The guide also equipped us with carbide lamps-as in small flames with a mirror behind them. Every 4th person was supposed to take one and share. I guess I was fourth, but I kinda wanted my hands free to hold the handrails and already had enough stuff to carry, so I let somebody else hold it. Apparently, they do this out of tradition, and not for any good reason. Also, at various points throughout, we'd stop and the guide would light up a big piece of magnesium wire so we could see that specific area well. Its ashes just fell where it was burnt, and there were piles of ash in the areas where the tour guides regularly stopped. I have to question why they wouldn't just use rechargeable LED lights or something modern that didn't pollute the cave or require burning fuel. I don't think it adds "romance" or adventure to carry the old-style lamps, but maybe that's just me.
In any case, once equipped, we entered into the cave and started climbing the stairs. The guide would stop every few minutes to let us catch our breath and to explain what we were looking at and how it got there.
Basically, water flows in to the cave through holes in the rock, but also as moisture as the wind bows through the cave. The moisture gathers into layers of ice, some of which are 5000 years old and look like sediment layers or tree rings. The condensation of the air moisture also turns to frost on the rocks of the cave, making them sparkle. And some of the water that drips in forms ice stalactites and stalagmites, or freezes in place in what looks like a frozen waterfall. Other features are formed as the winds blow through and carve away at the ice that has built up.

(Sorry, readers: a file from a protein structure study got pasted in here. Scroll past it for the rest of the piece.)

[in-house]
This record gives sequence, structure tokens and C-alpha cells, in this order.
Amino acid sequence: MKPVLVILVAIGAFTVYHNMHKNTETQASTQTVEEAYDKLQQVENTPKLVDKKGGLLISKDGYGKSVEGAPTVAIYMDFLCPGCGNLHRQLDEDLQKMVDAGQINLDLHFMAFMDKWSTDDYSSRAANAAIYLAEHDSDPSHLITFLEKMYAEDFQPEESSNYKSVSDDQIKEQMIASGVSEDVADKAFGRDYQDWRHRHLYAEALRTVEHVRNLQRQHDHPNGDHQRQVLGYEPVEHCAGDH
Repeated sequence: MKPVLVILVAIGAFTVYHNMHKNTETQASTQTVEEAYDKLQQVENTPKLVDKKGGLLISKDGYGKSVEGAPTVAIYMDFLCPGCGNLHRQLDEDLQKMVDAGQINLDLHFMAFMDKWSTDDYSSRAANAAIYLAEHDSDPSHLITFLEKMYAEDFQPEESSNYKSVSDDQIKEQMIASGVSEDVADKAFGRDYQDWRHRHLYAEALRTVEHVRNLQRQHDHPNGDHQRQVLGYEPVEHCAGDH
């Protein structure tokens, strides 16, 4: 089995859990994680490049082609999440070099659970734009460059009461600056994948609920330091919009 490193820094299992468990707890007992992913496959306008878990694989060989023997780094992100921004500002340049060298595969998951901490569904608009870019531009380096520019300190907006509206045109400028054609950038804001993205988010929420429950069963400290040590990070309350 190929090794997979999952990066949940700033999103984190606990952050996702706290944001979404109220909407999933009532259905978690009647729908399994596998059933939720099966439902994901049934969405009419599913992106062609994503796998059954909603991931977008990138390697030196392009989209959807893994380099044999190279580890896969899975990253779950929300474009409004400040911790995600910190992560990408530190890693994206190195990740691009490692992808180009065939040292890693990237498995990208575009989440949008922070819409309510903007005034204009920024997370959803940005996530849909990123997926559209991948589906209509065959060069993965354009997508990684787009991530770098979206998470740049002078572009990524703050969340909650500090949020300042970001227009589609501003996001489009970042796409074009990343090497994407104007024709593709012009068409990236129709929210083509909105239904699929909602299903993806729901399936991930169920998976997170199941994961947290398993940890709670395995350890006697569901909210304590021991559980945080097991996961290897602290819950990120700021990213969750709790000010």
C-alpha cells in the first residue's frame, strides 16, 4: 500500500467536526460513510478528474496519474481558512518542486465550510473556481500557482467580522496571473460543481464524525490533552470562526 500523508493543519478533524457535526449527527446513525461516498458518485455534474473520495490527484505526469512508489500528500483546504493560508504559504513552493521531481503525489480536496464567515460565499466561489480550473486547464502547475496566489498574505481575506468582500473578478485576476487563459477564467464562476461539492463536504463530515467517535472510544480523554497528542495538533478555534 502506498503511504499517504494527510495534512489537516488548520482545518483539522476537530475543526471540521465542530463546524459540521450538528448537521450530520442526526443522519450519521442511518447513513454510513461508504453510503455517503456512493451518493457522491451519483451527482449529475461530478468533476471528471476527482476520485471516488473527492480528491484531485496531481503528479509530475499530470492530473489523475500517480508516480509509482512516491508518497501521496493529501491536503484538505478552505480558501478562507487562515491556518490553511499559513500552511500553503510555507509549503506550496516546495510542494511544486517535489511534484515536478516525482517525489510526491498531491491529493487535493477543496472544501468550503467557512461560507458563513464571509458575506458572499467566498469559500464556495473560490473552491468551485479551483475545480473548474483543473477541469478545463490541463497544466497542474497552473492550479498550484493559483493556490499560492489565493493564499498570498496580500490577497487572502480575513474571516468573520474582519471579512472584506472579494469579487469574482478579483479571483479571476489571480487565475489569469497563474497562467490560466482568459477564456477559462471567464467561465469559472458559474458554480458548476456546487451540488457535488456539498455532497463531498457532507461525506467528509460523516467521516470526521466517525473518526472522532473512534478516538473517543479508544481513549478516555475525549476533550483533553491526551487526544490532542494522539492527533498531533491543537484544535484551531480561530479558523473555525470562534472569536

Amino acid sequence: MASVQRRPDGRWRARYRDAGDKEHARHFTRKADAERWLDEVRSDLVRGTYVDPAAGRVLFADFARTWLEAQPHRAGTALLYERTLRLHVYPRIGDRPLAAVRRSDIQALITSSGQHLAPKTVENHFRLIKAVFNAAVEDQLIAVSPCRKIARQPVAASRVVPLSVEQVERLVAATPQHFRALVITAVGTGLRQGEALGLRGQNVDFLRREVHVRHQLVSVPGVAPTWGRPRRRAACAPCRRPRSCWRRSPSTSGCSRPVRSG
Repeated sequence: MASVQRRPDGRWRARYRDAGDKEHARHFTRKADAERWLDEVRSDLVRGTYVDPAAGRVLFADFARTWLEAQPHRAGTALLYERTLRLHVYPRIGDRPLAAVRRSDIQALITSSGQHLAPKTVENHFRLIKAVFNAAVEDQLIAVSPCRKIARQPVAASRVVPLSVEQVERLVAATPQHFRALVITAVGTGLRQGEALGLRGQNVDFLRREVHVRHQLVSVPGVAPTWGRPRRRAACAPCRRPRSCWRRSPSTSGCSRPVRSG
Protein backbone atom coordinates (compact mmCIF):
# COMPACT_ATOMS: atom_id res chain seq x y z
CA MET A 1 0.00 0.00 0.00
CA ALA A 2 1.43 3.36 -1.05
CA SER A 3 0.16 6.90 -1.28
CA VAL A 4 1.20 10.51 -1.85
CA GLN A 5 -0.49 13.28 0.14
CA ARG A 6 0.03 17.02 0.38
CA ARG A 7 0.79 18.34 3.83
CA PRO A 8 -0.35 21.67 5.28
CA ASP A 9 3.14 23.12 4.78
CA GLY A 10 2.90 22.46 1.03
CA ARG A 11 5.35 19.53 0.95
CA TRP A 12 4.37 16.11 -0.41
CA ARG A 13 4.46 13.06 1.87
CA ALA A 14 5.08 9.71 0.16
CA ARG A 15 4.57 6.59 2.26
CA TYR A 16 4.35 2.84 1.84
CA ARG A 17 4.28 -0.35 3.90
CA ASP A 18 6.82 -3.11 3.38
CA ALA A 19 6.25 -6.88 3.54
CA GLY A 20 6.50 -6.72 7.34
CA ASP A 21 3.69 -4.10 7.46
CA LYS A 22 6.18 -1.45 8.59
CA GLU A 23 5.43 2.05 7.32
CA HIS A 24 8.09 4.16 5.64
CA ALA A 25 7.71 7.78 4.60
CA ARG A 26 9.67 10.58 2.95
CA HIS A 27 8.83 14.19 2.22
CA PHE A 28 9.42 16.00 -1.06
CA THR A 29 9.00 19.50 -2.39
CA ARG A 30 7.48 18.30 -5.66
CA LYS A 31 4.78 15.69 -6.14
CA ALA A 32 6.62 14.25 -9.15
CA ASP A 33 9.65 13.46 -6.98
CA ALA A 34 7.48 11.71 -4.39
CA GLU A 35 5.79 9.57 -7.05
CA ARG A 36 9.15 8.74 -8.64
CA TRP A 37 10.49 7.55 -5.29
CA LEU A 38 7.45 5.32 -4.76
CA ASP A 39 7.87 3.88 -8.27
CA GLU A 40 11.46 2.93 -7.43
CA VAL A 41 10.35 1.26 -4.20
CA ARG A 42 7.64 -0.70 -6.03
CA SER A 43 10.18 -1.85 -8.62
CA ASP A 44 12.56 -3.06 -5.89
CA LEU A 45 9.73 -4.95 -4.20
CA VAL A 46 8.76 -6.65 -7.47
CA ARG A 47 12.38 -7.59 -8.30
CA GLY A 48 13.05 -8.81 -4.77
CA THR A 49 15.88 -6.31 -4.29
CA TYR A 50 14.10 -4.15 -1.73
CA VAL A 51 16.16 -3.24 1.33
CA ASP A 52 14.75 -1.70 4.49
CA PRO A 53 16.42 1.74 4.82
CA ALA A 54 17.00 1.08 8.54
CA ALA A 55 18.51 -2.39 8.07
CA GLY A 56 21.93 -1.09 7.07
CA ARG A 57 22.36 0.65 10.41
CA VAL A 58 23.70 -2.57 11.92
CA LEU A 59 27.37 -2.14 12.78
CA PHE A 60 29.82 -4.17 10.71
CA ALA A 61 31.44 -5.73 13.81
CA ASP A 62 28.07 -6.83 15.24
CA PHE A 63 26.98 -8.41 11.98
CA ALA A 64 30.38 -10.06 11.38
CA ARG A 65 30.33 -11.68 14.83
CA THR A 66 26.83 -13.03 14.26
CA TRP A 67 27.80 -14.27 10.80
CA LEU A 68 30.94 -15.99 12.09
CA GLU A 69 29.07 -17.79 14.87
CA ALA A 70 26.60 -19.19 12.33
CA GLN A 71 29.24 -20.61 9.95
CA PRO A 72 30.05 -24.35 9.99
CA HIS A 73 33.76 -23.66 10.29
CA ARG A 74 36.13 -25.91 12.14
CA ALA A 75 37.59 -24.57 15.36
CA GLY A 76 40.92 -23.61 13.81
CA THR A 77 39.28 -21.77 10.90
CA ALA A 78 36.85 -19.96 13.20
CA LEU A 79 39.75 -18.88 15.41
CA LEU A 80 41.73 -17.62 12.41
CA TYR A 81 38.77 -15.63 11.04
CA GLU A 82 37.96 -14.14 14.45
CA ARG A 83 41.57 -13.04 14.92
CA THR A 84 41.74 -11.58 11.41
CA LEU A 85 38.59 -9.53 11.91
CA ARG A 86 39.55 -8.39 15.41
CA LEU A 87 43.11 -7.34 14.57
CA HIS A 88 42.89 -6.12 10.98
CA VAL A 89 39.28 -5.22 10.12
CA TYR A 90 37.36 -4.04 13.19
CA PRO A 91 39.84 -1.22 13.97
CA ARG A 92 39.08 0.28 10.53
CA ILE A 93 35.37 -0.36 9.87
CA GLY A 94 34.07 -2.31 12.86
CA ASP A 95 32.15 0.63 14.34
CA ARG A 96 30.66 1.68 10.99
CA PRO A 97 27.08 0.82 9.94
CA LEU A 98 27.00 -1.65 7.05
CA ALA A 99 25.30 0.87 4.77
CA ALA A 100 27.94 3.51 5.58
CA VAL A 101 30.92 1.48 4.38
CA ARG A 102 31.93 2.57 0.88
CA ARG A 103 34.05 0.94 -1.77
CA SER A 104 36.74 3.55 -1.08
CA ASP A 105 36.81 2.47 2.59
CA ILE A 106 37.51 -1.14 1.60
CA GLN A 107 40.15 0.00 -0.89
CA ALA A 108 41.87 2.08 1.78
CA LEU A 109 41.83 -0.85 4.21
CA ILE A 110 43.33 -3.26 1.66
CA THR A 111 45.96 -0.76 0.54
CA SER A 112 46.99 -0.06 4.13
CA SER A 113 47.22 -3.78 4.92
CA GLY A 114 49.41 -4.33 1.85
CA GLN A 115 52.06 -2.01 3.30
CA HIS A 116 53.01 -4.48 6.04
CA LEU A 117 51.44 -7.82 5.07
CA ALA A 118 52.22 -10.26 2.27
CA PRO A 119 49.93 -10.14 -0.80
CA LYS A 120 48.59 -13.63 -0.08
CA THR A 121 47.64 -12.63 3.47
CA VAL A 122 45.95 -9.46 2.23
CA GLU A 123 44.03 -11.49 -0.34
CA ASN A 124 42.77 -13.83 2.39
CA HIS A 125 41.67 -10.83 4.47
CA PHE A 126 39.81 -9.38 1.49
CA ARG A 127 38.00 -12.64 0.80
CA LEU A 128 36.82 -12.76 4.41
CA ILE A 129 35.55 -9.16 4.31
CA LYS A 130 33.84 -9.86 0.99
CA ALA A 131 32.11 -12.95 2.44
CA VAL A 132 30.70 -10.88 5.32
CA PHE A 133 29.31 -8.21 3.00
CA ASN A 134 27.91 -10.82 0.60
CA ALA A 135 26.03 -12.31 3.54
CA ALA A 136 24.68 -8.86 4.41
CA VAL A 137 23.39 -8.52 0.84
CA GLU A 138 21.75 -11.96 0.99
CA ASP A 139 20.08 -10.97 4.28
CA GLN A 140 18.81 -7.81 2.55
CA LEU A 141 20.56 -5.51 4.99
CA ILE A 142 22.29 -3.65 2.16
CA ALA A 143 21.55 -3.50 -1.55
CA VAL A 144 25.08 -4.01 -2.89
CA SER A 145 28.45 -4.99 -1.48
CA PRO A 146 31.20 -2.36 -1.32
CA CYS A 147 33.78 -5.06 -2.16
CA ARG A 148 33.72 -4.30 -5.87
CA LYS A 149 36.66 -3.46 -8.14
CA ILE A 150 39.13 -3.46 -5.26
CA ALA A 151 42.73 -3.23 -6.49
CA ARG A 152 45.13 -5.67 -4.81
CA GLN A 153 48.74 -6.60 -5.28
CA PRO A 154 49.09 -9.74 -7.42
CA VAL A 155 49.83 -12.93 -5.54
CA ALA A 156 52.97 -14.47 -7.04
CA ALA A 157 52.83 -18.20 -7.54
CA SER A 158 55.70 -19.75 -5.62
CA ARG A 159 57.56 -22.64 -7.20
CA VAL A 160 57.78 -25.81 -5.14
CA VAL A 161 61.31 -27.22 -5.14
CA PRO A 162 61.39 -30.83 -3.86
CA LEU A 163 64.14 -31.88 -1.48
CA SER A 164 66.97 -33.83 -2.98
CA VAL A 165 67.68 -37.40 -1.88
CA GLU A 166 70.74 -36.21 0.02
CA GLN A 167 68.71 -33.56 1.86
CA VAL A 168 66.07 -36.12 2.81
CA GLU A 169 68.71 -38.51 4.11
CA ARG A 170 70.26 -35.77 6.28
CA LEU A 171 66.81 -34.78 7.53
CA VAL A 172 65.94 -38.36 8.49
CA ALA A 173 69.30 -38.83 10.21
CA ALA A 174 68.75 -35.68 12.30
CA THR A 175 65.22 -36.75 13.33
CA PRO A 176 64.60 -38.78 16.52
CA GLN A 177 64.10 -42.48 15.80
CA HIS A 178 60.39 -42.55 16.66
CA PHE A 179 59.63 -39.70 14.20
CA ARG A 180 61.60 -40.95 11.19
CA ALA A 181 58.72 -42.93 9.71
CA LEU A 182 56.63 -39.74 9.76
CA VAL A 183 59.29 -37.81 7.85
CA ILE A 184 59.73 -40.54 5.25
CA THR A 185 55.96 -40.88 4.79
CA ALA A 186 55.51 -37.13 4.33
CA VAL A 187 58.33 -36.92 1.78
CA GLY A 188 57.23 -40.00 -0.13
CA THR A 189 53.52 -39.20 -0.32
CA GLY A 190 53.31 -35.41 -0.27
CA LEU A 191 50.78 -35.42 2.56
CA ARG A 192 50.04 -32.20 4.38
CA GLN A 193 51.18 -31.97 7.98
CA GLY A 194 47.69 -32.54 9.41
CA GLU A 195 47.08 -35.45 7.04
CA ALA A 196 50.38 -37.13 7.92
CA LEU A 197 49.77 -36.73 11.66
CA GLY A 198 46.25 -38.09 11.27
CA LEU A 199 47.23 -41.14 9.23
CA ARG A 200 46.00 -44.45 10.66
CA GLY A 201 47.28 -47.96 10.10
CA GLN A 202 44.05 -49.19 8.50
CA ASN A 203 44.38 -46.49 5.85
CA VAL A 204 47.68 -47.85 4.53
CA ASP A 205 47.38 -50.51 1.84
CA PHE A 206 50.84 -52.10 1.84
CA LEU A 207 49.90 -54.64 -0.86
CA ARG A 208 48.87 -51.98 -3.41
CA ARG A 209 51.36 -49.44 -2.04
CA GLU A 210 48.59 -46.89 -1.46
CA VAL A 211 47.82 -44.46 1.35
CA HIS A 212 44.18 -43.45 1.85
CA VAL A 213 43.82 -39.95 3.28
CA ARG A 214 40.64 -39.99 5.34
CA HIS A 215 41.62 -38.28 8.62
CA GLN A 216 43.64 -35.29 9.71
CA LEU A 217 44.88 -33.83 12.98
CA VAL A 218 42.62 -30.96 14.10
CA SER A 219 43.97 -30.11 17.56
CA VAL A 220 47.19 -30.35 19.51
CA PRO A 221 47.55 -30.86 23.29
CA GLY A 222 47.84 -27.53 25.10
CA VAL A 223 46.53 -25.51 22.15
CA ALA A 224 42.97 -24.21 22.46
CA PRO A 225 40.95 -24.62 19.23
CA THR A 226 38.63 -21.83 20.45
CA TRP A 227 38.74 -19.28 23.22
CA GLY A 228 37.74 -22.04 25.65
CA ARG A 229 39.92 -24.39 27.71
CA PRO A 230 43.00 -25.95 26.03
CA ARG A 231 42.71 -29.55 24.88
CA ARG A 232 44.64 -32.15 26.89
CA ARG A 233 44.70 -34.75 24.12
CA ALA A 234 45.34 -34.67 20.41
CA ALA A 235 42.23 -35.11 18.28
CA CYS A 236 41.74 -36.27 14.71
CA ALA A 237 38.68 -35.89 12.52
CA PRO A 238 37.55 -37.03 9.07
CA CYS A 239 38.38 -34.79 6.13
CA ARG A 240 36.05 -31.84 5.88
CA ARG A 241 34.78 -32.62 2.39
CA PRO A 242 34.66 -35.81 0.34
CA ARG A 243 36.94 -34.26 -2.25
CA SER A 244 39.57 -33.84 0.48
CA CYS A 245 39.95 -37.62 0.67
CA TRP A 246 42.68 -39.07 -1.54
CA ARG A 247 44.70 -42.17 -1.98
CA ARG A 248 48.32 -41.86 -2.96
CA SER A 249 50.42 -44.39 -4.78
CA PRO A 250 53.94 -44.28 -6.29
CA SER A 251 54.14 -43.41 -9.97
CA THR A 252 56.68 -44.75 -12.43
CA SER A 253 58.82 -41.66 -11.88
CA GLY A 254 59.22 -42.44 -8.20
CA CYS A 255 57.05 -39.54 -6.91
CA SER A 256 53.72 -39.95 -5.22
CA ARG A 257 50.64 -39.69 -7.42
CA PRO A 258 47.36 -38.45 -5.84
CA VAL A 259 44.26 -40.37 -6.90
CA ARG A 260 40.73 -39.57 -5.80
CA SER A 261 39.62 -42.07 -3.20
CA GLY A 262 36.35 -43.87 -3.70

All of these phenomena combine to create beautiful features that change from year to year as the ice melts a bit or refreezes with the seasons. It was worth every one of the 700 steps each way to see the cave features. We even got to walk through a big ice tunnel at one point. And the stairs were surprisingly dry and not slippery, making for an easier climb. We were able to touch the ice, and at one point even get off of the wooden walkway and walk on it a bit.
I'm betting that they have to redo the walkway each season. It looked really new and I would imagine that the ice sometimes forms over the old one and so the pieces have to be replaced. Or maybe they just come and melt the ice from the stairs regularly.
Whatever they do, I appreciated their maintenance. We walked so many stairs that I actually stripped off my fleece and hoodie and hat and just climber in my regular long sleeve t for most of the way. At the top, we were no longer climbing, and I did eventually throw on some gloves and my unzipped fleece, but that was plenty. I didn't feel a coat was necessary at any point.